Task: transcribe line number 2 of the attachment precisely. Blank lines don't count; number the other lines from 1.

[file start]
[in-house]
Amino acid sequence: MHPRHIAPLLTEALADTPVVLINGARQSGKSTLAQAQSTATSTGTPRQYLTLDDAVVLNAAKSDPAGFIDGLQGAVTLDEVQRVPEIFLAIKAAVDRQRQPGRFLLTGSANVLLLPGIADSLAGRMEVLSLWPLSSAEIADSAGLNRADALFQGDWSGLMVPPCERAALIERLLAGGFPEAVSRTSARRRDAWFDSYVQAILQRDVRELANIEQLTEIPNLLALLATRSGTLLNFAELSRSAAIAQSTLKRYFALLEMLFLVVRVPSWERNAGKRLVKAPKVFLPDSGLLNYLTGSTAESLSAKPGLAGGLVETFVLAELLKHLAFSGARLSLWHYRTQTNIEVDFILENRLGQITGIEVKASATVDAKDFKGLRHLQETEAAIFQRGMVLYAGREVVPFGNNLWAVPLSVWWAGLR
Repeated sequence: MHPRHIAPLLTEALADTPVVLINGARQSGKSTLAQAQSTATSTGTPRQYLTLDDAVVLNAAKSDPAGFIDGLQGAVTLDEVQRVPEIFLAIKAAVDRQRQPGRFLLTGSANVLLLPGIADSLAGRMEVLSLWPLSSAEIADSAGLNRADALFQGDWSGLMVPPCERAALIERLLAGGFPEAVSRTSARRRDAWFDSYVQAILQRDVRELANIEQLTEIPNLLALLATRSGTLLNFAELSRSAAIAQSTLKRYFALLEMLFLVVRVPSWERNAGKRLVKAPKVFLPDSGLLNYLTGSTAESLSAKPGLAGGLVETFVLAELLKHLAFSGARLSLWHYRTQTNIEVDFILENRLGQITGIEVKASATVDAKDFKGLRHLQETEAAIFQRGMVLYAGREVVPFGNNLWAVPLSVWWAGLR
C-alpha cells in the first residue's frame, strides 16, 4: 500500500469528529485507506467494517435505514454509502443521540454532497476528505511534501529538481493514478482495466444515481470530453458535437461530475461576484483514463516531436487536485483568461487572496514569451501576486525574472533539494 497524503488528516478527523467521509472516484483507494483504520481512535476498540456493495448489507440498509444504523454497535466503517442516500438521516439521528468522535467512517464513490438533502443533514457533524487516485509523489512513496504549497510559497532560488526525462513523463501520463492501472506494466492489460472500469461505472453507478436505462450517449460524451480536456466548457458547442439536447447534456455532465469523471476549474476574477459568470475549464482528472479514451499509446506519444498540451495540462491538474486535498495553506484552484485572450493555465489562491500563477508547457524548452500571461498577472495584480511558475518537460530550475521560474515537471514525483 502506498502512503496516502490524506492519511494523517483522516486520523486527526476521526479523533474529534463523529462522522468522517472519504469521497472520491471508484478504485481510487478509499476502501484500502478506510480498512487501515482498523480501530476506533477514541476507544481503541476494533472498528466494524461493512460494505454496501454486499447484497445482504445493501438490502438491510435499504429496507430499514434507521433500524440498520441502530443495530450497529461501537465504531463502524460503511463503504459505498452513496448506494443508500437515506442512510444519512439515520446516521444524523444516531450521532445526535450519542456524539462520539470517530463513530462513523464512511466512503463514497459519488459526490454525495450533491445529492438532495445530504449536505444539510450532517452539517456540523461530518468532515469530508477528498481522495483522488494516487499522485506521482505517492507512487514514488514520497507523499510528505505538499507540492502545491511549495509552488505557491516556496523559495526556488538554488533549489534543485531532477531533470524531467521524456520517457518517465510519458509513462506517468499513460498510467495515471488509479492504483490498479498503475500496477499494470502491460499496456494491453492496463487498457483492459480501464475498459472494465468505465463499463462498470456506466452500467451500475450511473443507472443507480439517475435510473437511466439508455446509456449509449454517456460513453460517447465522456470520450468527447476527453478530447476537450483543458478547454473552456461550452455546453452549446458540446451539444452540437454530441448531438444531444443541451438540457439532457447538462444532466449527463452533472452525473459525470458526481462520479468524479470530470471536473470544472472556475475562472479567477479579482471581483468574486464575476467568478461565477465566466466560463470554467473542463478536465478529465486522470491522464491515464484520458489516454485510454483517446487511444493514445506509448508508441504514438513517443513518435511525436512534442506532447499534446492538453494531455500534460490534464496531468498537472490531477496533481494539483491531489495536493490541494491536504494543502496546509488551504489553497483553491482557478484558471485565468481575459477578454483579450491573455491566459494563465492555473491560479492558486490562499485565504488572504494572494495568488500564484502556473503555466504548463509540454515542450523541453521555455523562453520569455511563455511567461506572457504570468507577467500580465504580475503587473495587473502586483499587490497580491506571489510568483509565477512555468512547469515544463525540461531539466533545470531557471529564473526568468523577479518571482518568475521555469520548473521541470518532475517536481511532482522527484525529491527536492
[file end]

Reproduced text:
Amino acid sequence: MHPRHIAPLLTEALADTPVVLINGARQSGKSTLAQAQSTATSTGTPRQYLTLDDAVVLNAAKSDPAGFIDGLQGAVTLDEVQRVPEIFLAIKAAVDRQRQPGRFLLTGSANVLLLPGIADSLAGRMEVLSLWPLSSAEIADSAGLNRADALFQGDWSGLMVPPCERAALIERLLAGGFPEAVSRTSARRRDAWFDSYVQAILQRDVRELANIEQLTEIPNLLALLATRSGTLLNFAELSRSAAIAQSTLKRYFALLEMLFLVVRVPSWERNAGKRLVKAPKVFLPDSGLLNYLTGSTAESLSAKPGLAGGLVETFVLAELLKHLAFSGARLSLWHYRTQTNIEVDFILENRLGQITGIEVKASATVDAKDFKGLRHLQETEAAIFQRGMVLYAGREVVPFGNNLWAVPLSVWWAGLR